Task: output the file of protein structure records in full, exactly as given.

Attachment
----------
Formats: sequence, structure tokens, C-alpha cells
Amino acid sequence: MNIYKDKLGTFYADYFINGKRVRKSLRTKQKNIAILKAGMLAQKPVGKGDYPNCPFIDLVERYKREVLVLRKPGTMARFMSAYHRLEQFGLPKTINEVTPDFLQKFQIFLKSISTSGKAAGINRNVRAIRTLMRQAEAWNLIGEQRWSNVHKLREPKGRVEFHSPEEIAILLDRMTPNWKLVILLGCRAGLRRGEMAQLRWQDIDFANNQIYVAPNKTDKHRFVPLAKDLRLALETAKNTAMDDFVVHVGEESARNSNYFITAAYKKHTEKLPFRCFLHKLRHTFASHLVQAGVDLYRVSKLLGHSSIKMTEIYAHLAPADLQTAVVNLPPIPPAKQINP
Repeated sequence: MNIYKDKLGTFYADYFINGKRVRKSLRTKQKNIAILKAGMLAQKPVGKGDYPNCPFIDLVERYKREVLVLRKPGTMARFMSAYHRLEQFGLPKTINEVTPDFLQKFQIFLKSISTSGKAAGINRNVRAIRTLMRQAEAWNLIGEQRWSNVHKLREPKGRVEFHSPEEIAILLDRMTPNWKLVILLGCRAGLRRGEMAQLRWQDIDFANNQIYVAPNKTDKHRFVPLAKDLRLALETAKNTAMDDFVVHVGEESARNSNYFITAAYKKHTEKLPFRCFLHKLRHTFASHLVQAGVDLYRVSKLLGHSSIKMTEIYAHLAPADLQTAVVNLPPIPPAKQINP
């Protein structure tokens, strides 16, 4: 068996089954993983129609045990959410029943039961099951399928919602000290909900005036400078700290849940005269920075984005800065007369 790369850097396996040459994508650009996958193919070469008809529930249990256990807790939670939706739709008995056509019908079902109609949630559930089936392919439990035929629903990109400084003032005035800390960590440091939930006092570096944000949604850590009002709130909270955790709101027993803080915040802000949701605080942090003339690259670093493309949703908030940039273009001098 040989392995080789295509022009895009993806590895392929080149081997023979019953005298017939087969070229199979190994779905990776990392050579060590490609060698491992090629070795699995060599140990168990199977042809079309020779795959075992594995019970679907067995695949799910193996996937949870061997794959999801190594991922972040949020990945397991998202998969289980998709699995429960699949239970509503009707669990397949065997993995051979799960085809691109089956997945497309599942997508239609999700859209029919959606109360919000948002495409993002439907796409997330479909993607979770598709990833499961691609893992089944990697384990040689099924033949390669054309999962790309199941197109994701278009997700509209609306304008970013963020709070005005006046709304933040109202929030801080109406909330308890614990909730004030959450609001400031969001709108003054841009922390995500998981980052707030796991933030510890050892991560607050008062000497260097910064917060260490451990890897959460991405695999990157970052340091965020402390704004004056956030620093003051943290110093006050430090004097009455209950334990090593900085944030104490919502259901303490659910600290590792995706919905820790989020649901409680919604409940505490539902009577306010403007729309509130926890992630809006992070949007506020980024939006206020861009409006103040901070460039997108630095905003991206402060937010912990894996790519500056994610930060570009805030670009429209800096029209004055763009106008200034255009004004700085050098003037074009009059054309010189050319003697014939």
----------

Formats: sequence, structure tokens, C-alpha cells
Amino acid sequence: MNIYKDKLGTFYADYFINGKRVRKSLRTKQKNIAILKAGMLAQKPVGKGDYPNCPFIDLVERYKREVLVLRKPGTMARFMSAYHRLEQFGLPKTINEVTPDFLQKFQIFLKSISTSGKAAGINRNVRAIRTLMRQAEAWNLIGEQRWSNVHKLREPKGRVEFHSPEEIAILLDRMTPNWKLVILLGCRAGLRRGEMAQLRWQDIDFANNQIYVAPNKTDKHRFVPLAKDLRLALETAKNTAMDDFVVHVGEESARNSNYFITAAYKKHTEKLPFRCFLHKLRHTFASHLVQAGVDLYRVSKLLGHSSIKMTEIYAHLAPADLQTAVVNLPPIPPAKQINP
Repeated sequence: MNIYKDKLGTFYADYFINGKRVRKSLRTKQKNIAILKAGMLAQKPVGKGDYPNCPFIDLVERYKREVLVLRKPGTMARFMSAYHRLEQFGLPKTINEVTPDFLQKFQIFLKSISTSGKAAGINRNVRAIRTLMRQAEAWNLIGEQRWSNVHKLREPKGRVEFHSPEEIAILLDRMTPNWKLVILLGCRAGLRRGEMAQLRWQDIDFANNQIYVAPNKTDKHRFVPLAKDLRLALETAKNTAMDDFVVHVGEESARNSNYFITAAYKKHTEKLPFRCFLHKLRHTFASHLVQAGVDLYRVSKLLGHSSIKMTEIYAHLAPADLQTAVVNLPPIPPAKQINP
């Protein structure tokens, strides 16, 4: 068996089954993983129609045990959410029943039961099951399928919602000290909900005036400078700290849940005269920075984005800065007369 790369850097396996040459994508650009996958193919070469008809529930249990256990807790939670939706739709008995056509019908079902109609949630559930089936392919439990035929629903990109400084003032005035800390960590440091939930006092570096944000949604850590009002709130909270955790709101027993803080915040802000949701605080942090003339690259670093493309949703908030940039273009001098 040989392995080789295509022009895009993806590895392929080149081997023979019953005298017939087969070229199979190994779905990776990392050579060590490609060698491992090629070795699995060599140990168990199977042809079309020779795959075992594995019970679907067995695949799910193996996937949870061997794959999801190594991922972040949020990945397991998202998969289980998709699995429960699949239970509503009707669990397949065997993995051979799960085809691109089956997945497309599942997508239609999700859209029919959606109360919000948002495409993002439907796409997330479909993607979770598709990833499961691609893992089944990697384990040689099924033949390669054309999962790309199941197109994701278009997700509209609306304008970013963020709070005005006046709304933040109202929030801080109406909330308890614990909730004030959450609001400031969001709108003054841009922390995500998981980052707030796991933030510890050892991560607050008062000497260097910064917060260490451990890897959460991405695999990157970052340091965020402390704004004056956030620093003051943290110093006050430090004097009455209950334990090593900085944030104490919502259901303490659910600290590792995706919905820790989020649901409680919604409940505490539902009577306010403007729309509130926890992630809006992070949007506020980024939006206020861009409006103040901070460039997108630095905003991206402060937010912990894996790519500056994610930060570009805030670009429209800096029209004055763009106008200034255009004004700085050098003037074009009059054309010189050319003697014939």